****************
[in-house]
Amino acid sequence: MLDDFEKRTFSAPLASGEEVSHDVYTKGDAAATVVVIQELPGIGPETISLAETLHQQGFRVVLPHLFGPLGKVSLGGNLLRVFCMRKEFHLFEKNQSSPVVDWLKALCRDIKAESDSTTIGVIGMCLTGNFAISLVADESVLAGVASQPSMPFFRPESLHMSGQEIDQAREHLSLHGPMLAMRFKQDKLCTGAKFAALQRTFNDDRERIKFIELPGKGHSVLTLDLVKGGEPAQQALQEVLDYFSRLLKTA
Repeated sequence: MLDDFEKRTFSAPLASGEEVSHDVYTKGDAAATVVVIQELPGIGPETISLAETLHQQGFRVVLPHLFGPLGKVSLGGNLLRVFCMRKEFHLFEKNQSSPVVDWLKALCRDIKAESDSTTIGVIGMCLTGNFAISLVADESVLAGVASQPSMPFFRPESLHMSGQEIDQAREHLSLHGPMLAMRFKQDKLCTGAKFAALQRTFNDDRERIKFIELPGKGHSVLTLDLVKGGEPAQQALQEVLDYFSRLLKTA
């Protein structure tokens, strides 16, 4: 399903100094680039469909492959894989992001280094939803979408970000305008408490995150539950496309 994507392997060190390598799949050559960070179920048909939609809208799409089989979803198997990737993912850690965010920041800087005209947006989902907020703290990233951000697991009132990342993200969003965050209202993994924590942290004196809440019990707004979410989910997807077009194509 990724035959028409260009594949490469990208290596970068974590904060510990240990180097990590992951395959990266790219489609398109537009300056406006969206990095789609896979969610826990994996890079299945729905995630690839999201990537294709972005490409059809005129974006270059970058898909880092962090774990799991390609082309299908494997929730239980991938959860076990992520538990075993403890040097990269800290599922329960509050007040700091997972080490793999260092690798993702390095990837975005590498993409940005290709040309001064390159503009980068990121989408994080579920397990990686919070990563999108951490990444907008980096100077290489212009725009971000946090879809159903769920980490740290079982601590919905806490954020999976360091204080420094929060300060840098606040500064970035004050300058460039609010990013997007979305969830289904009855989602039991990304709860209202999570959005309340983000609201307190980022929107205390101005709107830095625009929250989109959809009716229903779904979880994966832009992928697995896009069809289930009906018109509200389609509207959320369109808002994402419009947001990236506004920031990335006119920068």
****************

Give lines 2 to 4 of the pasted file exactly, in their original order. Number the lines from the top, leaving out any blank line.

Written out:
Amino acid sequence: MLDDFEKRTFSAPLASGEEVSHDVYTKGDAAATVVVIQELPGIGPETISLAETLHQQGFRVVLPHLFGPLGKVSLGGNLLRVFCMRKEFHLFEKNQSSPVVDWLKALCRDIKAESDSTTIGVIGMCLTGNFAISLVADESVLAGVASQPSMPFFRPESLHMSGQEIDQAREHLSLHGPMLAMRFKQDKLCTGAKFAALQRTFNDDRERIKFIELPGKGHSVLTLDLVKGGEPAQQALQEVLDYFSRLLKTA
Repeated sequence: MLDDFEKRTFSAPLASGEEVSHDVYTKGDAAATVVVIQELPGIGPETISLAETLHQQGFRVVLPHLFGPLGKVSLGGNLLRVFCMRKEFHLFEKNQSSPVVDWLKALCRDIKAESDSTTIGVIGMCLTGNFAISLVADESVLAGVASQPSMPFFRPESLHMSGQEIDQAREHLSLHGPMLAMRFKQDKLCTGAKFAALQRTFNDDRERIKFIELPGKGHSVLTLDLVKGGEPAQQALQEVLDYFSRLLKTA
């Protein structure tokens, strides 16, 4: 399903100094680039469909492959894989992001280094939803979408970000305008408490995150539950496309 994507392997060190390598799949050559960070179920048909939609809208799409089989979803198997990737993912850690965010920041800087005209947006989902907020703290990233951000697991009132990342993200969003965050209202993994924590942290004196809440019990707004979410989910997807077009194509 990724035959028409260009594949490469990208290596970068974590904060510990240990180097990590992951395959990266790219489609398109537009300056406006969206990095789609896979969610826990994996890079299945729905995630690839999201990537294709972005490409059809005129974006270059970058898909880092962090774990799991390609082309299908494997929730239980991938959860076990992520538990075993403890040097990269800290599922329960509050007040700091997972080490793999260092690798993702390095990837975005590498993409940005290709040309001064390159503009980068990121989408994080579920397990990686919070990563999108951490990444907008980096100077290489212009725009971000946090879809159903769920980490740290079982601590919905806490954020999976360091204080420094929060300060840098606040500064970035004050300058460039609010990013997007979305969830289904009855989602039991990304709860209202999570959005309340983000609201307190980022929107205390101005709107830095625009929250989109959809009716229903779904979880994966832009992928697995896009069809289930009906018109509200389609509207959320369109808002994402419009947001990236506004920031990335006119920068």